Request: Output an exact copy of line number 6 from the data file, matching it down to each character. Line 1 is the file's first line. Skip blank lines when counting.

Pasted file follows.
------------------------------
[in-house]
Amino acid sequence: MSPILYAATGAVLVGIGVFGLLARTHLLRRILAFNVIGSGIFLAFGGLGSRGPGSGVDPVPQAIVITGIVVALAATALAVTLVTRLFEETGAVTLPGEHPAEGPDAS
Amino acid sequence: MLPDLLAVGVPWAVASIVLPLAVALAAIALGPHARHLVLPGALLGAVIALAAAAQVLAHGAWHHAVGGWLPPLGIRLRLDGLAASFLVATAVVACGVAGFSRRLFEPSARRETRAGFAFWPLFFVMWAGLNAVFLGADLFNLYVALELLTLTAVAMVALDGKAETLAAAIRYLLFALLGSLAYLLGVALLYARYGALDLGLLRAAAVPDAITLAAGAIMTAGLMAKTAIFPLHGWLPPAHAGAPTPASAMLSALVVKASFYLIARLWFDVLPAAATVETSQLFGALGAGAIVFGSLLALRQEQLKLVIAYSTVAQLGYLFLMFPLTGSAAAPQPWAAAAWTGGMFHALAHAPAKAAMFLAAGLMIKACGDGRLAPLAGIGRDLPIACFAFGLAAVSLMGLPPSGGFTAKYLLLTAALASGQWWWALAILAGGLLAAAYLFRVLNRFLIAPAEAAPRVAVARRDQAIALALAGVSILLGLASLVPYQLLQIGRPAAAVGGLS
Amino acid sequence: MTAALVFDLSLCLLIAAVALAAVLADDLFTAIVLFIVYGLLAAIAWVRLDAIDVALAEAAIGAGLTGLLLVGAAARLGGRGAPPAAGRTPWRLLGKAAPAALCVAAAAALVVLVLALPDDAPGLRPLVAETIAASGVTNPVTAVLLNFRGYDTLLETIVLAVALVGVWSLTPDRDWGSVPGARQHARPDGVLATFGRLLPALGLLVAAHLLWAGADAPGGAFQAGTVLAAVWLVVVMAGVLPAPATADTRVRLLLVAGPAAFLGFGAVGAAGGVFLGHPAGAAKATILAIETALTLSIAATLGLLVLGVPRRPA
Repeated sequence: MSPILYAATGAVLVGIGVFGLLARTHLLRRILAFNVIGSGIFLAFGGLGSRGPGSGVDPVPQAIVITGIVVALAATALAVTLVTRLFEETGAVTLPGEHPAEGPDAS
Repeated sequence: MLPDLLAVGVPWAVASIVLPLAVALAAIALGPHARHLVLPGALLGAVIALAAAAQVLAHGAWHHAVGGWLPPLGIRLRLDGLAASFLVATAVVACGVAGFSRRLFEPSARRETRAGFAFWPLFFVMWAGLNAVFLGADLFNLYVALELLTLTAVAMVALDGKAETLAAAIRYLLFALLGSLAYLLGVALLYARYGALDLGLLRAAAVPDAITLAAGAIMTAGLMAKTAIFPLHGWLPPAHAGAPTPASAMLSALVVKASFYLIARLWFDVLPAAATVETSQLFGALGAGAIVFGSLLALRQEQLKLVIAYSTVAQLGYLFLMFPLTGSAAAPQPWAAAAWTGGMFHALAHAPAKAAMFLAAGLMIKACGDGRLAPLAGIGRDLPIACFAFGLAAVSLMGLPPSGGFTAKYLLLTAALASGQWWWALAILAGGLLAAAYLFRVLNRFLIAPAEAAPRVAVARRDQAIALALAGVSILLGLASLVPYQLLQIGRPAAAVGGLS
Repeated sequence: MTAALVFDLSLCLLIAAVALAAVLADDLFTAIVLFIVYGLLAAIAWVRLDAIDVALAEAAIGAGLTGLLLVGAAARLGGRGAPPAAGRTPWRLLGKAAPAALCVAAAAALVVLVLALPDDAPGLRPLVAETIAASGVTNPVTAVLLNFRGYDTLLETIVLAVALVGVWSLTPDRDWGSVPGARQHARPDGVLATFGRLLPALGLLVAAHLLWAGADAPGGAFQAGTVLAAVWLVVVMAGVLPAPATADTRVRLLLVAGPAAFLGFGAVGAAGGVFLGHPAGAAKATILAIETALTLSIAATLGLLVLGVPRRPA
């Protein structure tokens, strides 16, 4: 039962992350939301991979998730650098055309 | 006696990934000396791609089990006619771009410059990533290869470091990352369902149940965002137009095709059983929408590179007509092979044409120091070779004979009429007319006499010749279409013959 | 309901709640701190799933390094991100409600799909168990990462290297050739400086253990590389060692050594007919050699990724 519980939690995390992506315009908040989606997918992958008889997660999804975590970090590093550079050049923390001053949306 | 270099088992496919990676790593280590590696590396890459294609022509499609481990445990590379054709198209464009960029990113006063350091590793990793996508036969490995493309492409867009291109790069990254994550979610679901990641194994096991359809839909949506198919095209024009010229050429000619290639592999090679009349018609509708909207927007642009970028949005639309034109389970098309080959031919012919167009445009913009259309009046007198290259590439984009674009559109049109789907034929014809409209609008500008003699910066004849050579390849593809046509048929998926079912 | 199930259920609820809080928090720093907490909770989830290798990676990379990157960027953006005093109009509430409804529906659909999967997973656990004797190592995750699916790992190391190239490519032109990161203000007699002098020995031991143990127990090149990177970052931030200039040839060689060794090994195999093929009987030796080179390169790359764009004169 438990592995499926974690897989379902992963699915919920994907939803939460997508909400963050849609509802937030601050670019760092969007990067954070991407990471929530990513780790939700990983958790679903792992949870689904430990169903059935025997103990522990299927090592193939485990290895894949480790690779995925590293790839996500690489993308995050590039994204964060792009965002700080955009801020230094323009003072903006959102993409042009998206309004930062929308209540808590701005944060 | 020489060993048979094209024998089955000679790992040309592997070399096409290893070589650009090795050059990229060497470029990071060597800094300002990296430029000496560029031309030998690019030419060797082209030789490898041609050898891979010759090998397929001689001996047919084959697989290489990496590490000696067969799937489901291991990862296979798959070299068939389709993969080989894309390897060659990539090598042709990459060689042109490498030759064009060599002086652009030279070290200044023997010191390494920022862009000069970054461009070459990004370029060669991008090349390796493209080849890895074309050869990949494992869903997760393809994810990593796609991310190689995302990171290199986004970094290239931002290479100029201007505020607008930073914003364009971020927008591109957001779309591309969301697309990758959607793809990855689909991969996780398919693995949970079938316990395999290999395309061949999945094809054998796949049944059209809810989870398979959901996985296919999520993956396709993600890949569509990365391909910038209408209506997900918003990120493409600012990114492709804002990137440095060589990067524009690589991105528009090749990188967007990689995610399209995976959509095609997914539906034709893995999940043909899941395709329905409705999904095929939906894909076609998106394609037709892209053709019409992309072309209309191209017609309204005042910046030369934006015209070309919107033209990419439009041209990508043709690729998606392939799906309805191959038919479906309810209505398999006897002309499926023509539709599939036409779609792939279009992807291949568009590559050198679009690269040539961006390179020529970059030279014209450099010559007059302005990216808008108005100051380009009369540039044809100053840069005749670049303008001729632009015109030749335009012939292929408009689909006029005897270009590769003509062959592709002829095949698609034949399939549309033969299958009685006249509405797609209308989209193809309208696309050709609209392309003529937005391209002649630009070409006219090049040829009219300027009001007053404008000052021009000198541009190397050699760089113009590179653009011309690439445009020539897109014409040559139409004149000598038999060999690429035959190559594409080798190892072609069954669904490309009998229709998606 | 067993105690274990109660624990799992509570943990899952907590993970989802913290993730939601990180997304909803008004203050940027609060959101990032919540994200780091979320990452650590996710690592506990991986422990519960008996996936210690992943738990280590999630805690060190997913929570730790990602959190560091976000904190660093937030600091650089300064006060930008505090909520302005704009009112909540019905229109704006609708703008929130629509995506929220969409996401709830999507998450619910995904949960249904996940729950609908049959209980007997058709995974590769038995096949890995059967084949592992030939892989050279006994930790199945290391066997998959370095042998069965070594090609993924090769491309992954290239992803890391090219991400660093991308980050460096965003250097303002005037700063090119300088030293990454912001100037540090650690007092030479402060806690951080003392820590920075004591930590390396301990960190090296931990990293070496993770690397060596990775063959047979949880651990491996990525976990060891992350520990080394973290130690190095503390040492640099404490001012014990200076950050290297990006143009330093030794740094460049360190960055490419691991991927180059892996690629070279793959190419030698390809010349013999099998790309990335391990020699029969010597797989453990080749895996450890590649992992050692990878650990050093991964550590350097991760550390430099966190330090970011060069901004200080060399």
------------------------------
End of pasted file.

Repeated sequence: MLPDLLAVGVPWAVASIVLPLAVALAAIALGPHARHLVLPGALLGAVIALAAAAQVLAHGAWHHAVGGWLPPLGIRLRLDGLAASFLVATAVVACGVAGFSRRLFEPSARRETRAGFAFWPLFFVMWAGLNAVFLGADLFNLYVALELLTLTAVAMVALDGKAETLAAAIRYLLFALLGSLAYLLGVALLYARYGALDLGLLRAAAVPDAITLAAGAIMTAGLMAKTAIFPLHGWLPPAHAGAPTPASAMLSALVVKASFYLIARLWFDVLPAAATVETSQLFGALGAGAIVFGSLLALRQEQLKLVIAYSTVAQLGYLFLMFPLTGSAAAPQPWAAAAWTGGMFHALAHAPAKAAMFLAAGLMIKACGDGRLAPLAGIGRDLPIACFAFGLAAVSLMGLPPSGGFTAKYLLLTAALASGQWWWALAILAGGLLAAAYLFRVLNRFLIAPAEAAPRVAVARRDQAIALALAGVSILLGLASLVPYQLLQIGRPAAAVGGLS